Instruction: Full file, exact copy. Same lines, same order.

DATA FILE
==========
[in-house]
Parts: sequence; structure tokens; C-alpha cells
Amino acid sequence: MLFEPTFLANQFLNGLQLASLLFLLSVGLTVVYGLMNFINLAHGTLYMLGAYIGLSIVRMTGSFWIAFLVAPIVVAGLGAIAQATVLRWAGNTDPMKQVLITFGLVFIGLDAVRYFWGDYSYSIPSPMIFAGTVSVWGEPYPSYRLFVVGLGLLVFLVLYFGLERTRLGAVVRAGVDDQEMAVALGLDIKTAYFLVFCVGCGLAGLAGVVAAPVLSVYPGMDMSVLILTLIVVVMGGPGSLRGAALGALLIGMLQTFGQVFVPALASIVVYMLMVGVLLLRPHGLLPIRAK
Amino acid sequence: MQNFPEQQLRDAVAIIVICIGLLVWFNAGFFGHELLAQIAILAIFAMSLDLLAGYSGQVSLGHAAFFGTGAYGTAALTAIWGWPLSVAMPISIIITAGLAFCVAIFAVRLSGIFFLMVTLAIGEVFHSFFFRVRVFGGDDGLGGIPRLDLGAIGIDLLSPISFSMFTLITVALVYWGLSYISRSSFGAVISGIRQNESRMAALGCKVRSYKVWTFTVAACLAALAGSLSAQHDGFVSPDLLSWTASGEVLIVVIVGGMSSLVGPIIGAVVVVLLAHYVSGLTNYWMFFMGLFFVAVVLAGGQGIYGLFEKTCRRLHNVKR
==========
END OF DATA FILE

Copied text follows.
[in-house]
Parts: sequence; structure tokens; C-alpha cells
Amino acid sequence: MLFEPTFLANQFLNGLQLASLLFLLSVGLTVVYGLMNFINLAHGTLYMLGAYIGLSIVRMTGSFWIAFLVAPIVVAGLGAIAQATVLRWAGNTDPMKQVLITFGLVFIGLDAVRYFWGDYSYSIPSPMIFAGTVSVWGEPYPSYRLFVVGLGLLVFLVLYFGLERTRLGAVVRAGVDDQEMAVALGLDIKTAYFLVFCVGCGLAGLAGVVAAPVLSVYPGMDMSVLILTLIVVVMGGPGSLRGAALGALLIGMLQTFGQVFVPALASIVVYMLMVGVLLLRPHGLLPIRAK
Amino acid sequence: MQNFPEQQLRDAVAIIVICIGLLVWFNAGFFGHELLAQIAILAIFAMSLDLLAGYSGQVSLGHAAFFGTGAYGTAALTAIWGWPLSVAMPISIIITAGLAFCVAIFAVRLSGIFFLMVTLAIGEVFHSFFFRVRVFGGDDGLGGIPRLDLGAIGIDLLSPISFSMFTLITVALVYWGLSYISRSSFGAVISGIRQNESRMAALGCKVRSYKVWTFTVAACLAALAGSLSAQHDGFVSPDLLSWTASGEVLIVVIVGGMSSLVGPIIGAVVVVLLAHYVSGLTNYWMFFMGLFFVAVVLAGGQGIYGLFEKTCRRLHNVKR